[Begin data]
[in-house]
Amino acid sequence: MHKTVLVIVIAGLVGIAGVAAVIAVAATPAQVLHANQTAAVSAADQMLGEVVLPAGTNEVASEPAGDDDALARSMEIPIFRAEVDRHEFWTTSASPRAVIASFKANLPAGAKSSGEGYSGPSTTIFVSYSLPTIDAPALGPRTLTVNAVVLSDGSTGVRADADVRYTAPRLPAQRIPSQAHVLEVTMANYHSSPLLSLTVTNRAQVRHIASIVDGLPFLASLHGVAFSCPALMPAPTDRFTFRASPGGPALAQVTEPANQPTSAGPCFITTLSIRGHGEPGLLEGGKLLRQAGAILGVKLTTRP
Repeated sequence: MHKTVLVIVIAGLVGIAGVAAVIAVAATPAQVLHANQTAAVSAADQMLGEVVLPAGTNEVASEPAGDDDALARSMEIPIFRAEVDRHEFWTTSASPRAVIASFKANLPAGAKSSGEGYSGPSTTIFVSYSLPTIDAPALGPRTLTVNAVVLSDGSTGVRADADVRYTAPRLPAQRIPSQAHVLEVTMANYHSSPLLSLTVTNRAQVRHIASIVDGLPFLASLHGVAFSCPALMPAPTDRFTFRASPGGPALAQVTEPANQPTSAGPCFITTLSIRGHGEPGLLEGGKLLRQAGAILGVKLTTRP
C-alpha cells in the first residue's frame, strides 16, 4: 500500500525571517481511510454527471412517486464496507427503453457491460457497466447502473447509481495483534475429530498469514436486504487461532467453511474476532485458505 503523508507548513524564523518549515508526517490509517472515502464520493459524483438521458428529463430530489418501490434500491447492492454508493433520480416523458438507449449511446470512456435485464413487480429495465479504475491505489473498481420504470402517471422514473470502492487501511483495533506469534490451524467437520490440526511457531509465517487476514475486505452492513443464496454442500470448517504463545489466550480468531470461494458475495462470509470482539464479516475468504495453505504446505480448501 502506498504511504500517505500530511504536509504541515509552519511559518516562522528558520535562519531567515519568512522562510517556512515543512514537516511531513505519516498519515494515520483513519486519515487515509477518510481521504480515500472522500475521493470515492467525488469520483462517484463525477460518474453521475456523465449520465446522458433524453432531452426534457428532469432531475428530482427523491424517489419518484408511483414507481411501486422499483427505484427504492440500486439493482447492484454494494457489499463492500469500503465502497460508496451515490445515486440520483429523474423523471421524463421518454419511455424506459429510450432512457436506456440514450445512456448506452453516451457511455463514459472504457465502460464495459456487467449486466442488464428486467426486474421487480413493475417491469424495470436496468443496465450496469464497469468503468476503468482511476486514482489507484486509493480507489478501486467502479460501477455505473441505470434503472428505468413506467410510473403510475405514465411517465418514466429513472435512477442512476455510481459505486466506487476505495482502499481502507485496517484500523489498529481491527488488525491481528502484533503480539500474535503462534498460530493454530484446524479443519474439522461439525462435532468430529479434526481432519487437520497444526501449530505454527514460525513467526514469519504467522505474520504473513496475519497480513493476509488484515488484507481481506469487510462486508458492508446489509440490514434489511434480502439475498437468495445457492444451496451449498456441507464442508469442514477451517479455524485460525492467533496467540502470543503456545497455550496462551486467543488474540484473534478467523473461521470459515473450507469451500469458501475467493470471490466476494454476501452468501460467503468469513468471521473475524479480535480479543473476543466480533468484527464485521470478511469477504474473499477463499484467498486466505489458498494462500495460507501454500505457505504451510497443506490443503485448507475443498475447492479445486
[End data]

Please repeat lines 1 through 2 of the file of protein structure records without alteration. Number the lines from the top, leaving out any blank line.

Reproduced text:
[in-house]
Amino acid sequence: MHKTVLVIVIAGLVGIAGVAAVIAVAATPAQVLHANQTAAVSAADQMLGEVVLPAGTNEVASEPAGDDDALARSMEIPIFRAEVDRHEFWTTSASPRAVIASFKANLPAGAKSSGEGYSGPSTTIFVSYSLPTIDAPALGPRTLTVNAVVLSDGSTGVRADADVRYTAPRLPAQRIPSQAHVLEVTMANYHSSPLLSLTVTNRAQVRHIASIVDGLPFLASLHGVAFSCPALMPAPTDRFTFRASPGGPALAQVTEPANQPTSAGPCFITTLSIRGHGEPGLLEGGKLLRQAGAILGVKLTTRP